Durban - The South African Local Government Association (Salga), KwaZulu-Natal chapter, is sounding alarm bells that most municipalities are facing a serious water challenge that, if not addressed urgently, some of them will run out of water.
The association says the water issue has been there for quite some time now.
The pending crisis was exacerbated by the failure to maintain old infrastructure to some extent. It is worsened by non-payment for services and demand, which outstrips supply.
These revelations were made by Thami Ntuli, the chairperson of SALGA in KwaZulu-Natal, who is also mayor of the King Cetshwayo district municipality, which is headquartered in Richards Bay.
He was speaking in Durban on Wednesday while addressing a gathering of councillors in charge of water portfolios in their municipalities.
UPDATE: The public hearings by the South African Human Rights Commission into the UThukela district municipality water crisis, which has been there for over 5 years now, will commence on August 15. It will run until August 19 in various venues around the district of KZN. @IOL— Sihle Mavuso (@ZANewsFlash) July 27, 2022
“It should be acknowledged that some of the factors that contributed to the current situation in local government are both historical (municipalities inherited old infrastructure that was due for replacement without funding) and a result of current practices (lack of maintenance and investment and shortage of skills), in this regard it is also important to refer to tendencies of irresponsible leadership in some municipalities,” Ntuli said.
Ntuli also told the gathering that they had identified several risks and challenges that require urgent attention by municipalities.
Among the challenges are pollution and unpaid water debts by consumers.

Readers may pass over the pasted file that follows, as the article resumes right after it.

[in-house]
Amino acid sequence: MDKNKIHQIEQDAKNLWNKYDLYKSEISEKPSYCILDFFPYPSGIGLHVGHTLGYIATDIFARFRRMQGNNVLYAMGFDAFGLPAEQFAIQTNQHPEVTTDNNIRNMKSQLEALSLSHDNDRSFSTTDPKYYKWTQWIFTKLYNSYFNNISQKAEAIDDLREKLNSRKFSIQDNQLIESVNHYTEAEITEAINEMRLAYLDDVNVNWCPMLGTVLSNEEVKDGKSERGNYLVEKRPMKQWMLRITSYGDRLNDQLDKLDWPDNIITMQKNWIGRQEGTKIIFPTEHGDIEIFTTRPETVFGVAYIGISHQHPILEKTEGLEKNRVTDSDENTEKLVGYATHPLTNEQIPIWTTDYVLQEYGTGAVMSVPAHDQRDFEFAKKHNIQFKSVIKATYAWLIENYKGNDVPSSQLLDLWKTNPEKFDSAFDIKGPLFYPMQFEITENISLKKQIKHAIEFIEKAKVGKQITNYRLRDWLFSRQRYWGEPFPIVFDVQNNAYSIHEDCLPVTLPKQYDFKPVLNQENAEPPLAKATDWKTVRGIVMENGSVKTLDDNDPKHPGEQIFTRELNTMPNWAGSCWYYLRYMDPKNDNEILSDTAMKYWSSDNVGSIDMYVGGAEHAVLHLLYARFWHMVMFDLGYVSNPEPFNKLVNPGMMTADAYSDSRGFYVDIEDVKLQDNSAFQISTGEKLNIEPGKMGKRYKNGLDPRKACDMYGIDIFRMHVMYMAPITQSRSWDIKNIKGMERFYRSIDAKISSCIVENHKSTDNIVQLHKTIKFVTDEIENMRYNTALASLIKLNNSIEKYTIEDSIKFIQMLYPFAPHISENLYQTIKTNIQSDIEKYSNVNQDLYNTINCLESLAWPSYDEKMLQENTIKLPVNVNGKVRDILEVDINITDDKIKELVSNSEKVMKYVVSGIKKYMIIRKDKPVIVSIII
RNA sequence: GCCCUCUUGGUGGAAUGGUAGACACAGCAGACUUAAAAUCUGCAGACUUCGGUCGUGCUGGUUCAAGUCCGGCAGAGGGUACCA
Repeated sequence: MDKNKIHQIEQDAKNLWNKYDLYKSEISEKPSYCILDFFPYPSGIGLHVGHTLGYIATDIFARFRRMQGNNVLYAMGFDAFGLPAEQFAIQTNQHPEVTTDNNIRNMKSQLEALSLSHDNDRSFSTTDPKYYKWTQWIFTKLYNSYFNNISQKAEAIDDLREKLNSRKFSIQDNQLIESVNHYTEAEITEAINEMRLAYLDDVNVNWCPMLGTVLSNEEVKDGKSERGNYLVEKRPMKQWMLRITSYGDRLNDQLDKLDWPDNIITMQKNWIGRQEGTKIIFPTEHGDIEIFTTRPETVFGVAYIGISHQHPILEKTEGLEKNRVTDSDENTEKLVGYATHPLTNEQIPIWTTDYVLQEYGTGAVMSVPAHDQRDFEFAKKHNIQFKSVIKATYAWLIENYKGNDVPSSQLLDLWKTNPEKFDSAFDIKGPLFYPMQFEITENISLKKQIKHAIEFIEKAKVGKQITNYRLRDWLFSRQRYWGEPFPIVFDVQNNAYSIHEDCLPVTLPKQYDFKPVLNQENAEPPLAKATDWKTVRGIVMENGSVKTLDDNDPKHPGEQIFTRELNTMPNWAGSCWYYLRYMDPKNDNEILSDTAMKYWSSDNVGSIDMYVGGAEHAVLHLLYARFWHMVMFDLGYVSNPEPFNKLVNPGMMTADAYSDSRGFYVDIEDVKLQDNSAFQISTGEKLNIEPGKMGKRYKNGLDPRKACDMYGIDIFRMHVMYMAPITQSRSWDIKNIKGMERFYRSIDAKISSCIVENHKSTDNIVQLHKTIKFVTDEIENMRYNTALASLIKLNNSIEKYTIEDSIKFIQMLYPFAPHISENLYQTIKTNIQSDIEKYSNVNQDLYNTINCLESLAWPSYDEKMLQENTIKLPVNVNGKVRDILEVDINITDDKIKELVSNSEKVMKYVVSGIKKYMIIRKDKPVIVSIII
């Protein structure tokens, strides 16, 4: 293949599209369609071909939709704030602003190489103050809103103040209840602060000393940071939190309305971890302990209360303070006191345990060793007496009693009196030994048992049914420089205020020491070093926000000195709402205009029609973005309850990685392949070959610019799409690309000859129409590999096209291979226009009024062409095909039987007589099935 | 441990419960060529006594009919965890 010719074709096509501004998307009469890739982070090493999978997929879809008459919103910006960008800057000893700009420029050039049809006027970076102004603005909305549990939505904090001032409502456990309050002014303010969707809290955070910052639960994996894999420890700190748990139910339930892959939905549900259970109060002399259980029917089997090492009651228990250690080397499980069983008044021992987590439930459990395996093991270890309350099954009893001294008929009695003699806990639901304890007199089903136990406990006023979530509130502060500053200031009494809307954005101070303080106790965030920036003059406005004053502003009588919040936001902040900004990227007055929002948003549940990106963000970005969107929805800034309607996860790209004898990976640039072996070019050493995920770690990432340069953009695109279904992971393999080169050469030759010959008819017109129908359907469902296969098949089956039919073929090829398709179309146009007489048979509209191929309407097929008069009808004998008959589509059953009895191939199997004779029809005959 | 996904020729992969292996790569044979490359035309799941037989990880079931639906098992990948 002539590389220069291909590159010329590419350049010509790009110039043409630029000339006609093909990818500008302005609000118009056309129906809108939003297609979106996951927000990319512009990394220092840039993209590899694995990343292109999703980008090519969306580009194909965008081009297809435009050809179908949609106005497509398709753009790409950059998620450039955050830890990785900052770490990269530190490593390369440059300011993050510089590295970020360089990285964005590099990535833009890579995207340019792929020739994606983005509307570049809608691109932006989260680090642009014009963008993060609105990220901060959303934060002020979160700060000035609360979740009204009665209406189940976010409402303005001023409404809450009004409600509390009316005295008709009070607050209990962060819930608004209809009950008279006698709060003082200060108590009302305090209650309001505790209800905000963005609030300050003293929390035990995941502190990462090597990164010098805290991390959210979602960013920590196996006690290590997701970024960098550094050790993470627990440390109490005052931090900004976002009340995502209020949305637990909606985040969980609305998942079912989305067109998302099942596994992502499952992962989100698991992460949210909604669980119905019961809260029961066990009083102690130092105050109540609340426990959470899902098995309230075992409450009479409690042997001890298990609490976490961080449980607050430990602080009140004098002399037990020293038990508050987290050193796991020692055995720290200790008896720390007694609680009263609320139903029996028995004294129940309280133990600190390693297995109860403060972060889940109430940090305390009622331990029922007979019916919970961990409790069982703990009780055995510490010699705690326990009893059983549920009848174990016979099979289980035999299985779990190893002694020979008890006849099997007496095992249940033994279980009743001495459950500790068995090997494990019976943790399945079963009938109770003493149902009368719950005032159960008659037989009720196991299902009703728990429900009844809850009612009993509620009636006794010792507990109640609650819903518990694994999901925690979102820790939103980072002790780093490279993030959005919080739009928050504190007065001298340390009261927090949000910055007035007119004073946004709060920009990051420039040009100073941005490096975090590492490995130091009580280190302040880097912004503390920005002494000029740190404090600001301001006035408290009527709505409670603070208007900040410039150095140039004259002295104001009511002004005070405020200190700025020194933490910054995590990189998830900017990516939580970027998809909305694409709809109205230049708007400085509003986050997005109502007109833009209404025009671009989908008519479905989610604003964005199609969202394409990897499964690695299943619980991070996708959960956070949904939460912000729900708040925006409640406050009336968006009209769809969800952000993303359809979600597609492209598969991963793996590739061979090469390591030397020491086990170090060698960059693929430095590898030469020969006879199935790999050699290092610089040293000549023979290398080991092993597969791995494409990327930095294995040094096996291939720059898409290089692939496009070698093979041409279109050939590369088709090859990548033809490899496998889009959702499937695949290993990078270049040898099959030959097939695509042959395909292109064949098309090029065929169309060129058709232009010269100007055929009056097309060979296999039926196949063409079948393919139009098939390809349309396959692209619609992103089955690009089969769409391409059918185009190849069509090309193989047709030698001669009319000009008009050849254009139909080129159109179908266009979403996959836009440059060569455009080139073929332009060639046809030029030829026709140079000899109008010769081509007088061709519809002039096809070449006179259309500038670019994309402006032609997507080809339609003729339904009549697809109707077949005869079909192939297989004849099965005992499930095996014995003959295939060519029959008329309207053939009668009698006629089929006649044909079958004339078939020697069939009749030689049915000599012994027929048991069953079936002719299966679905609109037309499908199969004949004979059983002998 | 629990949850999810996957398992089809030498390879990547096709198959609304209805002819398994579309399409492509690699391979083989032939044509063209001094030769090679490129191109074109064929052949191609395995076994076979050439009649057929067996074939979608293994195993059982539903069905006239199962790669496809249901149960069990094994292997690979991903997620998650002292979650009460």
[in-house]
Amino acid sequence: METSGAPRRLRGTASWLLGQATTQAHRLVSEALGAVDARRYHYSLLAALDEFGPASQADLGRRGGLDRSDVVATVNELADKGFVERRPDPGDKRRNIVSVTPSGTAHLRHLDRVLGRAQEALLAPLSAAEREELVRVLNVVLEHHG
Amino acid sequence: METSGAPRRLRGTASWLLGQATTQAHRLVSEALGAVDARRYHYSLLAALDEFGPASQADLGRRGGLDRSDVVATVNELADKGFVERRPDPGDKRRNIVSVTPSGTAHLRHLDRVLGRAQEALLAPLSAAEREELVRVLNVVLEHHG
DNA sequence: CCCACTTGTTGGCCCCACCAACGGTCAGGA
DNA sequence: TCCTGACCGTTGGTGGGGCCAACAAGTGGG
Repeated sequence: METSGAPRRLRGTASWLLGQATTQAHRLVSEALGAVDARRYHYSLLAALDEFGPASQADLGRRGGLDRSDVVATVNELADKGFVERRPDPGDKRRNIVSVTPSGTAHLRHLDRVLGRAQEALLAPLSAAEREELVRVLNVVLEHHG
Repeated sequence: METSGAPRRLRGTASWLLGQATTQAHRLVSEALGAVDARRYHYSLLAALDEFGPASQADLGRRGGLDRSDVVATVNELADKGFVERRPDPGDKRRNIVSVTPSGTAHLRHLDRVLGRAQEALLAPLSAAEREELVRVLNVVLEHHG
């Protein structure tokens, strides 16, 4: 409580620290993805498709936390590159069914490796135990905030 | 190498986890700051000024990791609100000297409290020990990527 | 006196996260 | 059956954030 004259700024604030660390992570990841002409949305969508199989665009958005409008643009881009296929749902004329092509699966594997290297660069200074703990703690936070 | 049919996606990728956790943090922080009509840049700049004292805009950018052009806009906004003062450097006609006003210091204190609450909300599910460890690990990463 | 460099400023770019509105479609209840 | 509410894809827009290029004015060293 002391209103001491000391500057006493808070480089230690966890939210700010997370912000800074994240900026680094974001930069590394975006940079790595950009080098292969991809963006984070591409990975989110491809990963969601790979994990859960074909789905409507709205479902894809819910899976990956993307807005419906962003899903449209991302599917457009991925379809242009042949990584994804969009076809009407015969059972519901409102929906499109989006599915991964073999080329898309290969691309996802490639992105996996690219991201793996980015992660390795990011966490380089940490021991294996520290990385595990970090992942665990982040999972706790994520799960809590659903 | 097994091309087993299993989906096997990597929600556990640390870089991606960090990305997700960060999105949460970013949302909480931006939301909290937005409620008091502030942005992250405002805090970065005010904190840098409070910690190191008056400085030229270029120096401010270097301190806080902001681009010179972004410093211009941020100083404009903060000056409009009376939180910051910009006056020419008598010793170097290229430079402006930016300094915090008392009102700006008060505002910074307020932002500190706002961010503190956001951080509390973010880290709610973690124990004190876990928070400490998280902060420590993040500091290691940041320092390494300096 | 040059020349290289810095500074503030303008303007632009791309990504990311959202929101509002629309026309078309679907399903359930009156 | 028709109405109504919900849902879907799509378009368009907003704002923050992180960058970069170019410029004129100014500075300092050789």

“Water usage by consumers - it is observed that consumption in certain parts of the province, particularly in urban areas, exceeds supply. This situation, in some respect, put unnecessary pressure on municipalities to deliver water beyond their allocated water licences.
“Pollution and Management of Wastewater management - We wish to acknowledge that some of our wastewater facilities are a cause of concern as they pollute water courses.
“We all know that some municipalities’ wastewater facilities discharge effluent that is not in accordance to set standards and such causes pollution in our water courses. The consequence of such is an increase in treatment costs,” he said.
Furthermore, he said leaks and the recent KwaZulu-Natal floods added a burden to the woes of municipalities.
“Over 40% of revenue is lost through leaking pipes, and illegal connections are a cause for concern. Estimates costs for such is in order of R9 billion per annum. Persistent Flooding – persistent flooding in KZN has led to distraction and collapse of our water infrastructure.
“Non-payment of services – such are at low levels compared to 2006. Consumers of payment level has reached 41% - such is a threat to the sustainability of the services by sector, particularly at the municipal level. Some consumers are connected but are not connected to the billing system of municipalities and there are even bulk consumers.”
Meanwhile, the South African Human Rights Commission inquiry into access to water in KwaZulu-Natal will get underway in Durban on August 15, and it will run for five consecutive days.
The commission said the inquiry is a result of it being inundated with complaints relating to challenges of access to water in various districts in the province.
It added that this issue of poor or no access to water remains a current day-to-day challenge for many residents, communities, schools, businesses, and other organisations across the province.
The inquiry will be presided over by a panel that will comprise commissioner Philile Ntuli as its chairperson and commissioner Chris Nissen as deputy chairperson.
It shall inquire into, make findings, report on and make recommendations and/or directives concerning the following broad and overarching issues for investigation of the extent of the challenges experienced by the communities in KwaZulu-Natal relating to access to clean drinking water and the systemic nature of the violations.
It shall also look at the extent to which the organs of state have respected, protected, promoted, and fulfilled the right to sufficient water and the reasonableness of measures, including legislation, by-laws, policies, and programmes adopted by organs of state to ensure the realisation of the right to sufficient water.